• Help-seeking queries: crisis text line, national suicide prevention lifeline + national suicide hotline, disaster distress helpline + disaster distress hotline
  • General mental health queries: depression, panic attack, anxiety
  • Financial difficulty queries: unemployment, I lost my job, laid off, furlough, loan
  • Uncategorized queries: loneliness



Percent difference with 95% CIs for all included queries. Image by author.


Percent difference with 95% CIs, limited to queries with smaller percent differences for visualization purposes. Image by author.


Although the mental health field stands to benefit enormously from an increased use of data science, developments in this area lag behind those made in other areas of healthcare. That being said, exciting advancements have been made by organizations such as the Crisis Text Line, University of Southern California’s Institute for Creative Technologies, and Quartet Health. The success of these projects underscores the importance and potential benefit of data science applications in mental health.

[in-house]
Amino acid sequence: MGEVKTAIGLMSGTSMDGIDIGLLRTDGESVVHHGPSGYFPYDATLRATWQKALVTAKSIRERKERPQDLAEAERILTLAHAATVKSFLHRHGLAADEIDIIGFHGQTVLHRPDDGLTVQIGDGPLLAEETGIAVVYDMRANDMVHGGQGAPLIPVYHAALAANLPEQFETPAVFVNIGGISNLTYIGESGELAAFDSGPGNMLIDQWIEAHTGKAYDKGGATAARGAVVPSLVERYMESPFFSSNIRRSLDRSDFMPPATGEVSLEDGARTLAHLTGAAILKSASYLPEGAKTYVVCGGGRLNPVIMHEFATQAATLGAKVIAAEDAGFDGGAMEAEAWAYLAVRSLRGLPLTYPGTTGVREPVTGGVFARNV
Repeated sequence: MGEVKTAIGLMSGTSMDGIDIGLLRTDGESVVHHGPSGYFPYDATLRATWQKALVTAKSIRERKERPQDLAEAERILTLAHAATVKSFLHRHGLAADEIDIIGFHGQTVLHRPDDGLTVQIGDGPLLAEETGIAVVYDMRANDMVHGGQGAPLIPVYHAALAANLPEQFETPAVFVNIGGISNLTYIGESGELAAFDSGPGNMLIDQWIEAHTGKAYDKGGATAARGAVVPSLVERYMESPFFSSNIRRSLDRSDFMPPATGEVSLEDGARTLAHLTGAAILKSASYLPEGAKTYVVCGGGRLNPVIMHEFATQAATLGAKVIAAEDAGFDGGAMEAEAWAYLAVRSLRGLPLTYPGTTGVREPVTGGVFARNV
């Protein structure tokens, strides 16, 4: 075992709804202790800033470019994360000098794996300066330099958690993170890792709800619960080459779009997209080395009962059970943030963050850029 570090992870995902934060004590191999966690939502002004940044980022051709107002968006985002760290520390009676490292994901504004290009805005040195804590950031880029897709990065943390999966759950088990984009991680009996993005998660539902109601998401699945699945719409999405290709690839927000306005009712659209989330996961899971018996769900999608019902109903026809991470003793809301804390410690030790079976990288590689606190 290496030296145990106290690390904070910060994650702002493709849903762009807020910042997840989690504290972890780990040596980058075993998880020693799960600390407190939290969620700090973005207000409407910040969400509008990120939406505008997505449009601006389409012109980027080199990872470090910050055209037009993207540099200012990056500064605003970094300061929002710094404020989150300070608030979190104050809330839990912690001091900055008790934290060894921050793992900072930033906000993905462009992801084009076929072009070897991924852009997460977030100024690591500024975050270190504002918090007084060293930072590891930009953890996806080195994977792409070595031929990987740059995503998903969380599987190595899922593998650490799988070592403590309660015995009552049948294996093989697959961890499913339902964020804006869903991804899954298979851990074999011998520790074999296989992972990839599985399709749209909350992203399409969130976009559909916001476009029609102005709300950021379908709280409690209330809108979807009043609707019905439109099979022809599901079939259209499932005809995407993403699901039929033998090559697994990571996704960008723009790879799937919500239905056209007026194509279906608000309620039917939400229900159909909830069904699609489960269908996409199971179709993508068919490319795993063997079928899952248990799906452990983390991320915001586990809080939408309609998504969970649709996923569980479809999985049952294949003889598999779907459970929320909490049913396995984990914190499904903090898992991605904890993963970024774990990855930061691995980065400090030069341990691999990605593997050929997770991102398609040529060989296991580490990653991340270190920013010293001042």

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  • John Marshall

    Mental heath is a serious issue. Thanks for this wonderful analysis !

  • Kieran Paget

    We still have a lot of work to do in changing the stigmas attached to mental health!

  • Andrew Ogier

    Ii have mental health problems.... even doctors couldn't help me....

  • Nicholas Moss

    Thanks so much for this important info

  • Kevin Harris

    Let's spread positivity and break the stigma

  • Simon Carr

    People who suffer from mental health problems do not receive adequate treatment

  • Lucas Walker

    Mental health will soon be a thing of the past thanks to data science.

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Emily Halford

Data Science & Mental Health Expert

Emily is a data analyst working in psychiatric epidemiology in New York City. She is a suicide-prevention professional who is enthusiastic about taking a data-driven approach to the mental health field. Emily holds a Master of Public Health from Columbia University.